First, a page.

The World Food Prize is an event to recognize those that are taking on “The Greatest Challenge in Human History”, feeding the world by improving food systems and quality.   Norman Borlaug is at the heart and history of this event.   Dr. Borlaug is known as the father of the green revolution and credited with saving millions of lives because of his research.   He was a Nobel Peace Prize winner and hoped to have an award to recognize others in food and agricultural improvement.  The World Food Prize was started as a result of that.  Paired with the World Food Prize was the Global Youth Institute, where students from across the country took on “the greatest challenge in human history”, researching their way to being #TheNextNorm

So what is this hashtag #thenextnorm all about?  It is about giving students opportunities and avenues to find and research ideas to become the next Norman Borlaug, and to challenge the norm of society around the world.  I have no doubt the roomed filled with over 150 students held “The Next Norm”.  

Students sharing their research!
These “next norms” are innovative, inspiring and they are our future. As one of the speakers said, in some generations put a man on the moon or created the computer, this generation will  feed the world.  The students at the Youth Institute did not take that lightly, they chose a developing country, one factor effecting that countries food insecurity, and came up with solutions to improve food systems through anything from education to infrastructure.  As they shared their findings with a panel of experts,  their passion and determination filled the room.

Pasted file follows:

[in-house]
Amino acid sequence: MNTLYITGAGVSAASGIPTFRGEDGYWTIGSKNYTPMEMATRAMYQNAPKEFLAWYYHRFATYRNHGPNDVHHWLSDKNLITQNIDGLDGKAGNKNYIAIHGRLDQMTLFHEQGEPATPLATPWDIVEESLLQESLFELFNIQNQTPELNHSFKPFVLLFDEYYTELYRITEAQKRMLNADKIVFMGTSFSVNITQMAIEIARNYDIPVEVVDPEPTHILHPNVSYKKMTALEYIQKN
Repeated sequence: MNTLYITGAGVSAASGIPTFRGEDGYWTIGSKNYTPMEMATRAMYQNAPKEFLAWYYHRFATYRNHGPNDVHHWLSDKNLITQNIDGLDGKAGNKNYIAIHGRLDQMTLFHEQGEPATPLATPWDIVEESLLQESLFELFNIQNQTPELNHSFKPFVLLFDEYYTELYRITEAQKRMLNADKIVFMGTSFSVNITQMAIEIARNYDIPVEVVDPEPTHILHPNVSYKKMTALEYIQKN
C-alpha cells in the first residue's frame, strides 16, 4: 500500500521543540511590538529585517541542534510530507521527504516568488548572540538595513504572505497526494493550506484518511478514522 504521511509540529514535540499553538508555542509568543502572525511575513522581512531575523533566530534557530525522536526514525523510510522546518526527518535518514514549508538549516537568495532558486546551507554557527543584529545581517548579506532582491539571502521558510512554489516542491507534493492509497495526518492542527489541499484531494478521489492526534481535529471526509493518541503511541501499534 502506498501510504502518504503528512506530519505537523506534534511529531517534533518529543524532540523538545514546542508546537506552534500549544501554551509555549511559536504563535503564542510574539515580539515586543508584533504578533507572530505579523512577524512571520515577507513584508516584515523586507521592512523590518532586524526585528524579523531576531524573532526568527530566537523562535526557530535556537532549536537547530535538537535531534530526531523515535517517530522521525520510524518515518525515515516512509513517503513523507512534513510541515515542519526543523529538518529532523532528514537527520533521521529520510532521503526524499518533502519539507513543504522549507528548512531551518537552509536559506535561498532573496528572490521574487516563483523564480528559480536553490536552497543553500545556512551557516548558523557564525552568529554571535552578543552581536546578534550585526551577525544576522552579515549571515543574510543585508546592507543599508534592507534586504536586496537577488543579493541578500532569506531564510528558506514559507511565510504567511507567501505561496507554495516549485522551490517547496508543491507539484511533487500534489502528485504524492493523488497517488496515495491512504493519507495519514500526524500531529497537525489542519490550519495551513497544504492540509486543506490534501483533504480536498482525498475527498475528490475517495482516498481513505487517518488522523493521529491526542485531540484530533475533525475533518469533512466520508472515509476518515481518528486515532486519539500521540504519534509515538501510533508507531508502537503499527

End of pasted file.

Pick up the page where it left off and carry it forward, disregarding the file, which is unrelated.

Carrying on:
Agricultural Education around the country differs, but if we want one thing to tie it together, maybe it should be Global Agriculture.  Why?  My question is why not?  These student proved it to me this week, as a high school student stood in front of laureates, expert faculty and his peers and said, “We came up with a whole list of problems… ..but we came up with two pages of solutions.”  They made me want to learn more on my own, research on my own and join them.  

2014 Laureate, Dr. Rajaram shared a conversation that happened between him Dr. Borlaug, and it applies here as well. He said, It didn’t happen right away but it was a process involving a global team.  We have a team, are you willing to join us?

Check out what Secretary Vilsack had to say to encourage young people in agriculture!

Wednesday, October 29, 2014

World Wisdom With Weaver - Global Learning with Infographics

Yes, I know, Diane Glock-Cornman is our tech guru...but at the World Food Prize/Global Youth Institute, I had the awesome opportunity to take part in a teacher's professional workshop hosted by Donna Nesbitt (Director of GlobalEd Network of Central Ohio). She is also a consultant with the Asia Society. Although this organization is devoted to promoting understanding and developing relationships between Asia and the United States, they have a large collection of education materials that can be applied to global learning in a much larger context. Check out their Educational Resources for some ideas.